Monday, 18 September 2017

DoctOR will see you now


YHORG are hosting an event and you're invited!



YHORG are hosting a talk with guest speaker Charles Tallack. Content shows just how much OR is putting new life into the NHS. Discussion includes, approach and techniques, challenges faced, and the impact being made.

“… we will expand NHS operational research, RCT capability and other methods to promote more rigorous ways of answering high impact questions in health services redesign. “
OR doesn’t often get a mention in a national government strategy document, so this statement from the 2014 NHS Five Year Forward View, the blueprint for redesign of the NHS, is both exciting and daunting. Charles Tallack was subsequently appointed to set up and lead the NHS England Operational Research and Evaluation Unit. His team is contributing to the transformation of the NHS, and evaluating the impact that new models of care being piloted are having. They are modelling how the changes are supposed to work, and testing these models using advanced analytical techniques. 
Charles will talk about the pioneering approaches the team are taking and the impact they are having on the issues and challenges facing the NHS, and how he’s come to see OR and evaluation as natural bed fellows.

When? Wednesday 27th September 2017
Where? West Yorkshire Playhouse, Leeds, LS2 7UP
Time? 5.30pm - 7pm

Places are limited so please contact Sarah Fores sarahfores@gmail.com to book a place asap.

Friday, 8 September 2017

Free time is precious. Why become a Pro Bono OR volunteer?

Some say that volunteering is priceless, and they’re right. Except for the times when I can put a price on it! In 2017 to-date, pro bono OR volunteers input equates to £57,000.00 in billable hours. Those hours include aiding organisations seeking to improve operations, ration resources or measure impact, all of which lead to long term success. With OR solutions being provided through free consultancy, we are handing over both transparency and sustainability, two things I’m sure we’d like to see move of in the UK.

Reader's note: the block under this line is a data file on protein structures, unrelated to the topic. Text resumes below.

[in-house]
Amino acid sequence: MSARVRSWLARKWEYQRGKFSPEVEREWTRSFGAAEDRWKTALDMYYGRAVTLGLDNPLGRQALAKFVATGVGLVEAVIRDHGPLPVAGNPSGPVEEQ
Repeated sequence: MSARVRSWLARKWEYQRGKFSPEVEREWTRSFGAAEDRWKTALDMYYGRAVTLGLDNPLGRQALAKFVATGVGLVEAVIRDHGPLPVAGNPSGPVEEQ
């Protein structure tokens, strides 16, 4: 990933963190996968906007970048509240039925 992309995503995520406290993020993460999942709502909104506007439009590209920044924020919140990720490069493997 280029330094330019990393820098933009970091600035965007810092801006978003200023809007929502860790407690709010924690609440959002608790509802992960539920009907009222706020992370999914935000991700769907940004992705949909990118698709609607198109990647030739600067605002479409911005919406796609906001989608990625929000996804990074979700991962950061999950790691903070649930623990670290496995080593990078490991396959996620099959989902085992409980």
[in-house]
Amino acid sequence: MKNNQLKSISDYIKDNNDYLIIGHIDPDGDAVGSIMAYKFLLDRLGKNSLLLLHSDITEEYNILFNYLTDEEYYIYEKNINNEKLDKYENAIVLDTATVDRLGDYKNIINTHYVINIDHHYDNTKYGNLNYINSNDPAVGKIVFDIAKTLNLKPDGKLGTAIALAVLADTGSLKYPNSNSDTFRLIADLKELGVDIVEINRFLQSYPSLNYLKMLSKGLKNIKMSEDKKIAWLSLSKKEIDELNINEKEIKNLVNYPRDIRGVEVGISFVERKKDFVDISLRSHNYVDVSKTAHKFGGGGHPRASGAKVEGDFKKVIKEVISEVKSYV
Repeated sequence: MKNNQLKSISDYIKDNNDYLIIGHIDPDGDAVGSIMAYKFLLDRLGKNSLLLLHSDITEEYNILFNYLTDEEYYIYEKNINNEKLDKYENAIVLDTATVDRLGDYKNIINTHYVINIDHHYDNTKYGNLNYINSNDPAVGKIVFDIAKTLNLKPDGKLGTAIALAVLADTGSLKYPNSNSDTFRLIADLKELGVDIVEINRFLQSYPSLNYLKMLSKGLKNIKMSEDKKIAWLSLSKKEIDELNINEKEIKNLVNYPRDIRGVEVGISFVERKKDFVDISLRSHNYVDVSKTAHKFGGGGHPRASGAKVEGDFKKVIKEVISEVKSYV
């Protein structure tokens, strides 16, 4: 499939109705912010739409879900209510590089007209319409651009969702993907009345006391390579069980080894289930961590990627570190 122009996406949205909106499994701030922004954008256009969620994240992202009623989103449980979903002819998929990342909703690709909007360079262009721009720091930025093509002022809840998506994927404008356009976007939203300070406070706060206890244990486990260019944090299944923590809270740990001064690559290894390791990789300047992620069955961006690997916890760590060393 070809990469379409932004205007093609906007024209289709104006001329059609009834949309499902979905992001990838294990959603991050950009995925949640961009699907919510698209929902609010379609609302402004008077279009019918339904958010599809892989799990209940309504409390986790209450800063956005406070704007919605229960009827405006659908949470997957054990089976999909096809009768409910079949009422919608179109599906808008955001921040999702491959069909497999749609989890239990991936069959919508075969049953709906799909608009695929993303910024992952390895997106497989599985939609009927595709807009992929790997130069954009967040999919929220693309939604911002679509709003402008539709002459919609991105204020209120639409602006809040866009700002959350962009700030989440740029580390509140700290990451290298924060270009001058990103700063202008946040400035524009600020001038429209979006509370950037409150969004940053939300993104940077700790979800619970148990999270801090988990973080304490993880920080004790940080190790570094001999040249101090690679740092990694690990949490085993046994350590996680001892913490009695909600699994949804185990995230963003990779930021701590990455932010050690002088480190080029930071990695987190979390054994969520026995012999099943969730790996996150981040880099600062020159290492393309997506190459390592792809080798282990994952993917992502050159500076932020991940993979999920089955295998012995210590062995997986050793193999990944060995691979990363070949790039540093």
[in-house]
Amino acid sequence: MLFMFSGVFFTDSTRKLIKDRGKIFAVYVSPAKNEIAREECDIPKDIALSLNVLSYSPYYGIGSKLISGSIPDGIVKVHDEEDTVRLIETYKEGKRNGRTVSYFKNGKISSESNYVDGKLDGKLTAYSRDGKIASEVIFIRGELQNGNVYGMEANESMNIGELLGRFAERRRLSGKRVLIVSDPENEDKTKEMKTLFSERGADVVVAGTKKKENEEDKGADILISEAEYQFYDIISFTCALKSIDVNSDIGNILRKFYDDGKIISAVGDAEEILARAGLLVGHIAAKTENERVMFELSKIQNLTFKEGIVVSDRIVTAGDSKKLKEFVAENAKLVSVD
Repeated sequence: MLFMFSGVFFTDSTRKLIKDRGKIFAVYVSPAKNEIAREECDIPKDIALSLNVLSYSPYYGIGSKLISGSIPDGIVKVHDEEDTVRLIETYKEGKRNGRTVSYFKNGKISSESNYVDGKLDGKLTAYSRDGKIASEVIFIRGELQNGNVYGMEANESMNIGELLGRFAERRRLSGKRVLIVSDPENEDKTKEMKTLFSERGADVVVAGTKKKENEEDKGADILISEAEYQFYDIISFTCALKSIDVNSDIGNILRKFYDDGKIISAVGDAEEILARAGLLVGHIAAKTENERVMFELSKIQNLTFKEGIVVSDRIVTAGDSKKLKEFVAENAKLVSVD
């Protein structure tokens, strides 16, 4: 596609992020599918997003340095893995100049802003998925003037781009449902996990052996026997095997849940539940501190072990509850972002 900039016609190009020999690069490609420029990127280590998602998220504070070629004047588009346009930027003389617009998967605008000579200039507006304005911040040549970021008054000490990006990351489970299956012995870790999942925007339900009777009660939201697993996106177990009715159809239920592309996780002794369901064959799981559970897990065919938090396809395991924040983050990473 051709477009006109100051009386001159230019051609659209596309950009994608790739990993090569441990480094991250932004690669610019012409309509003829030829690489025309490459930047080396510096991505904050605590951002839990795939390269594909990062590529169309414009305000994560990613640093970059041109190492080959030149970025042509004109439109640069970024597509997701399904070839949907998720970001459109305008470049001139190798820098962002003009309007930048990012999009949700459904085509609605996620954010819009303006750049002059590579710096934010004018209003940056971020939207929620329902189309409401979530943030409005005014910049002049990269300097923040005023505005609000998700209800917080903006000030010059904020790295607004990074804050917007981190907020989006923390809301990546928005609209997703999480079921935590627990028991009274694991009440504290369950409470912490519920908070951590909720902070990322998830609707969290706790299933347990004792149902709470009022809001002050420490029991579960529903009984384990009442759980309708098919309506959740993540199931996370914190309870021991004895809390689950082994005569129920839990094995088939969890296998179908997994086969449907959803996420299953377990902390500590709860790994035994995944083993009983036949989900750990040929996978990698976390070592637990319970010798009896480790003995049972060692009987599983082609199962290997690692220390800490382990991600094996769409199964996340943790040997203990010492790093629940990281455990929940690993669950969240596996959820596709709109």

We all know and love the basic motivations of volunteering, we know the spiel that informs us we are part of something good and we’re making a difference to something that is usually bigger than all of us. If you work with individuals from a charity, then you have also heard about just how much you can change that person’s life, whether it be a child who is struggling to invest in their childhood, or an elderly person who struggles to stay sociable; spending time with these individuals is a responsible thing to do. There is a whole underworld of motivations to volunteer and pro bono OR can make them all available.  

There’s a generic volunteer role in the charity sector that lets you productively procrastinate, but there’s something that charitable organisations don’t tell you as they attempt to sign you up and demand all your free time. They don’t tell just how self-full volunteering can be. Volunteering can help you work on ‘the self’ in so many more ways than advertised. Did you know that volunteering is actually good for your health? Not kidding. Research studies have shown that volunteering forces us to spend time thinking about others. When the spotlight is on someone else you tend to think less about your own situation and this incurs a decrease in stress levels. The effects of contentment lead to a better immune system as well as more logical thinking when returning to matters in your own life. But I’m no doctor, so go and see the effects for yourself.